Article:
Wednesday, December 2, 2009

Fourth-Party Payer?

A look at one of the problems at the heart of rising medical costs that is often neglected - employer-provided coverage.

Three-fifths of Americans, the share with employer-provided health insurance, are in the same situation. Since someone else buys insurance for them, using money they would otherwise receive as wages, they are in no position to shop around and typically do not know the true cost of their coverage. This disconnect between payment and consumption is one of the central problems with the health care system, contributing to insecurity, rapidly escalating costs, and the general lack of choice and competition. Yet both Democrats and Republicans insist on preserving it.

Yet it’s the tax-free status of those benefits that favors them over cash compensation, maintaining a bizarre system in which most Americans get their health insurance—unlike their car, life, or homeowner’s insurance—through their employers. As a result, they are insulated from the actual price of their insurance and are more likely to have plans with low deductibles that cover routine medical expenses as well as large, unpredictable costs. In choosing among providers, drugs, and treatments, they have little incentive to economize and usually do not even know the relative costs of their options.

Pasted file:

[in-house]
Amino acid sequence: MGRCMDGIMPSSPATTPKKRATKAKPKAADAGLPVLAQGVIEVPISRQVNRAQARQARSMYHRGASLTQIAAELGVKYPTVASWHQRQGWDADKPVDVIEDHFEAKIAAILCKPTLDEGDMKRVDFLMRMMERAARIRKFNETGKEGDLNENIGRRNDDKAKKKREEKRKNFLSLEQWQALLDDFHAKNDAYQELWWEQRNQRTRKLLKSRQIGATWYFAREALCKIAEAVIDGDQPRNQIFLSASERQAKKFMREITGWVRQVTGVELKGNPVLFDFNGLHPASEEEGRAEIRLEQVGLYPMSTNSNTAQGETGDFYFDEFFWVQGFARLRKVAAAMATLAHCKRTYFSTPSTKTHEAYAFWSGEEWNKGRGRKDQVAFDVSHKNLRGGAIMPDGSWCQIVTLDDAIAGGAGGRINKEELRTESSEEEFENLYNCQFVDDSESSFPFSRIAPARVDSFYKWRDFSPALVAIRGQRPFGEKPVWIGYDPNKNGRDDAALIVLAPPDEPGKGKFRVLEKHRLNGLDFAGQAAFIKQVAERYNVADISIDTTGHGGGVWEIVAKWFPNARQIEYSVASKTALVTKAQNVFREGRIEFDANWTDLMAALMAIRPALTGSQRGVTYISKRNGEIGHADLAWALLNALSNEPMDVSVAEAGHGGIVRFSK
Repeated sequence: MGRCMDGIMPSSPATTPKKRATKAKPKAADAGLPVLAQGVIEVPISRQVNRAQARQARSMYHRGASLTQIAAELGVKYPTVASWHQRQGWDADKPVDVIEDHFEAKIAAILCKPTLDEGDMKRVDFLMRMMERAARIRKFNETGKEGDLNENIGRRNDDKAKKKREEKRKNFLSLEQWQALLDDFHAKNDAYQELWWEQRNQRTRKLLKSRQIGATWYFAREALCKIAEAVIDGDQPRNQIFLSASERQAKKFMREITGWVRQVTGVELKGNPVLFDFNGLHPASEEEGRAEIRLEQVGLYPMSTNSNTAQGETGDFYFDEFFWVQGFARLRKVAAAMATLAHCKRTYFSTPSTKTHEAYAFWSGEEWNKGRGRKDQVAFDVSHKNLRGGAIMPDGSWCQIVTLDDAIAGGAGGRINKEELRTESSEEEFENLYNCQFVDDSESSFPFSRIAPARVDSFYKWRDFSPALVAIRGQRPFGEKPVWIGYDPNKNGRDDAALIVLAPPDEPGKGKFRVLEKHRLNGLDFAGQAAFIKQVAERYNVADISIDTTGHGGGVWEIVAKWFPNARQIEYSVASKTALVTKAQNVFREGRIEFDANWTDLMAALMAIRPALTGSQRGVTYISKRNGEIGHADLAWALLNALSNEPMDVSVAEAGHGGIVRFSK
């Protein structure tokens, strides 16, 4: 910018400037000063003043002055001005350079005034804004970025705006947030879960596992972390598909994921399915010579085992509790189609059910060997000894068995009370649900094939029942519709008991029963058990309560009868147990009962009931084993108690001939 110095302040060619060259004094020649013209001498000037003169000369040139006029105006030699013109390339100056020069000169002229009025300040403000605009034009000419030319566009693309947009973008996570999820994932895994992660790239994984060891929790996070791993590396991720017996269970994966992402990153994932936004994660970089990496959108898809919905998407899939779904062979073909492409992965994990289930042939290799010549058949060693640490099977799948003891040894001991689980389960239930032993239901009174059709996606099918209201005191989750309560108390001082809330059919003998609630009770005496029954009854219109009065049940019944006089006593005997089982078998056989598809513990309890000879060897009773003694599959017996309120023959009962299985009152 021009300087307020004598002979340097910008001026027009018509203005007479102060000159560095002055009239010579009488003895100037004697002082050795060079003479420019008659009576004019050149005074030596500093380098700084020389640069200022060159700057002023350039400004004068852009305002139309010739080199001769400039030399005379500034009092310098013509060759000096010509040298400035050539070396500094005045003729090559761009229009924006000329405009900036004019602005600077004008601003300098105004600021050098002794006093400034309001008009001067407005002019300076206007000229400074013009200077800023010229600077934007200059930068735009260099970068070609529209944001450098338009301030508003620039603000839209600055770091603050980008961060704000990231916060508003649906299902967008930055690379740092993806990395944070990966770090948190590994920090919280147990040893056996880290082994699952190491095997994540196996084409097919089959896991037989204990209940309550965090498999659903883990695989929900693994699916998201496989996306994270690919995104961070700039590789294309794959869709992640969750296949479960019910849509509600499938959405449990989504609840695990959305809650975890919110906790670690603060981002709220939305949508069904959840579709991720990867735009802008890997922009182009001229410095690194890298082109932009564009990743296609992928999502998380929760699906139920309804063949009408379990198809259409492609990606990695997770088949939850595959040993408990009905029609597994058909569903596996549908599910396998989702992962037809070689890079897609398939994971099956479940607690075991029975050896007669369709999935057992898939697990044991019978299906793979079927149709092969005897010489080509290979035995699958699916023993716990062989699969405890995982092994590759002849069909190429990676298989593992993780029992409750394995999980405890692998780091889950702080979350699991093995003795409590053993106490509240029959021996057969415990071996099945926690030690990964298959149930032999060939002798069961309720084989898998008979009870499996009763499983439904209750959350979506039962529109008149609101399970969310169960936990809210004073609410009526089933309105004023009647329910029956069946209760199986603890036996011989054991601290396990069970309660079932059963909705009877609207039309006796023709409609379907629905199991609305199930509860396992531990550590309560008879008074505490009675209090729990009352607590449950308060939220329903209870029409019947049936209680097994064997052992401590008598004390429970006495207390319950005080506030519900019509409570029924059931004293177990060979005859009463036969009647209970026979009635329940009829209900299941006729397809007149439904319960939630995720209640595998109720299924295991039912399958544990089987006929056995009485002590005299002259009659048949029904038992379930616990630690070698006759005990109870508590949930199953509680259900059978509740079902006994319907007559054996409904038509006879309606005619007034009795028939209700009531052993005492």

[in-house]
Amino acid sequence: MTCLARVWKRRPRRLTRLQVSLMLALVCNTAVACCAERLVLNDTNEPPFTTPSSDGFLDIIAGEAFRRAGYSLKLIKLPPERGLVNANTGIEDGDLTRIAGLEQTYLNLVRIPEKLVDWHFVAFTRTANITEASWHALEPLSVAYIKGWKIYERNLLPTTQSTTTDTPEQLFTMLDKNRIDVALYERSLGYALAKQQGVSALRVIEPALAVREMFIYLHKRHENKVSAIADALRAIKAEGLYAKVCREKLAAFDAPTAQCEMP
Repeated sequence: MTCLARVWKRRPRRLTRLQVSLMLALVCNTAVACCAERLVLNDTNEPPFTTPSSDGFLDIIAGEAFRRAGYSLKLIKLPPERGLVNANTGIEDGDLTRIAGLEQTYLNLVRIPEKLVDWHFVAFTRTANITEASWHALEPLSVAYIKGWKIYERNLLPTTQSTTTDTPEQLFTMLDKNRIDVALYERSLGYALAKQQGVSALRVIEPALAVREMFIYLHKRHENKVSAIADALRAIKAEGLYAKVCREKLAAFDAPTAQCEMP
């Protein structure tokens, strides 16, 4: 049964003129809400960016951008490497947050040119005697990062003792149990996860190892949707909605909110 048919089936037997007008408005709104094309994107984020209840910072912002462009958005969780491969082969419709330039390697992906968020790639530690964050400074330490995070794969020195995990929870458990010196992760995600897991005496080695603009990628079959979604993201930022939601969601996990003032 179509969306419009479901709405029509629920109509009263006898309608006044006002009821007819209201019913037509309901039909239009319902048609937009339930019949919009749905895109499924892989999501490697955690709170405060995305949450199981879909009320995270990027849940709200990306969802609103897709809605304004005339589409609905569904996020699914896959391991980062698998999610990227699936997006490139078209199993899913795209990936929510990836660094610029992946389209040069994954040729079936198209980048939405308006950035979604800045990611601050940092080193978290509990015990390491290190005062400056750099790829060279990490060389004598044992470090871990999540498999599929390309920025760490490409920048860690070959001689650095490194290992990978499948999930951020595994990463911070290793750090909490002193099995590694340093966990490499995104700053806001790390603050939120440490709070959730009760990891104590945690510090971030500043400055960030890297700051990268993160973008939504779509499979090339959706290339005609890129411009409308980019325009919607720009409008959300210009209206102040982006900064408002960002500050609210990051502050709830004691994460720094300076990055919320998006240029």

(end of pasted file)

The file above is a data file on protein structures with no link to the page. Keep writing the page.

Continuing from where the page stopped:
So we have the first party (individual), second-party (doctor), third-party (insurer) and a fourth-party (employer) all paying portions of the bill. No wonder it is so difficult to determine the costs, let alone rein them in.

Don't forget, the plan currently being debated by the Senate will increase the linkage of employers and health insurance by requiring them to provide it or pay a fine.

Laissez faire, morbleu! Laissez faire!!

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